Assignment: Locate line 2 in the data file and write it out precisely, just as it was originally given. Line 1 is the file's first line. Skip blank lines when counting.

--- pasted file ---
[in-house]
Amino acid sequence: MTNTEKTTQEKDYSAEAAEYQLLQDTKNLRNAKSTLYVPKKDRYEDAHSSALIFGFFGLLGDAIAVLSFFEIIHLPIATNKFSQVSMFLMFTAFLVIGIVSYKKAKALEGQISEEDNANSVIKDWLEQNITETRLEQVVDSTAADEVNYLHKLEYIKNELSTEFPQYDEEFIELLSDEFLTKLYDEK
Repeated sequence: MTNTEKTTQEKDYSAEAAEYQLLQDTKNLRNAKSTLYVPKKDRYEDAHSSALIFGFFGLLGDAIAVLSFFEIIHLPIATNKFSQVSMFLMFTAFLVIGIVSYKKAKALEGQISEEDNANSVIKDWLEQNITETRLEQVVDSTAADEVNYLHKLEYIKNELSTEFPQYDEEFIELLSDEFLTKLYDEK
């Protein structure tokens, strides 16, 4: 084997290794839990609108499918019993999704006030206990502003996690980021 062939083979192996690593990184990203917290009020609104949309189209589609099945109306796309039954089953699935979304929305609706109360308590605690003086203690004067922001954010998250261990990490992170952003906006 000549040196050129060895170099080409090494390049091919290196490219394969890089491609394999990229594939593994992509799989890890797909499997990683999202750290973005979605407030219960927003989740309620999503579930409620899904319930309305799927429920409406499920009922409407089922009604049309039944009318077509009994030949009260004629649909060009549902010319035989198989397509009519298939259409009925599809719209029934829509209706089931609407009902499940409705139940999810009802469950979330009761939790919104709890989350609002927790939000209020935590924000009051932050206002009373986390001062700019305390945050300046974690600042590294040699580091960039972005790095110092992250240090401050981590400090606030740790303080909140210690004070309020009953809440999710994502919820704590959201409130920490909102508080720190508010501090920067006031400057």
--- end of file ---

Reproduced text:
Amino acid sequence: MTNTEKTTQEKDYSAEAAEYQLLQDTKNLRNAKSTLYVPKKDRYEDAHSSALIFGFFGLLGDAIAVLSFFEIIHLPIATNKFSQVSMFLMFTAFLVIGIVSYKKAKALEGQISEEDNANSVIKDWLEQNITETRLEQVVDSTAADEVNYLHKLEYIKNELSTEFPQYDEEFIELLSDEFLTKLYDEK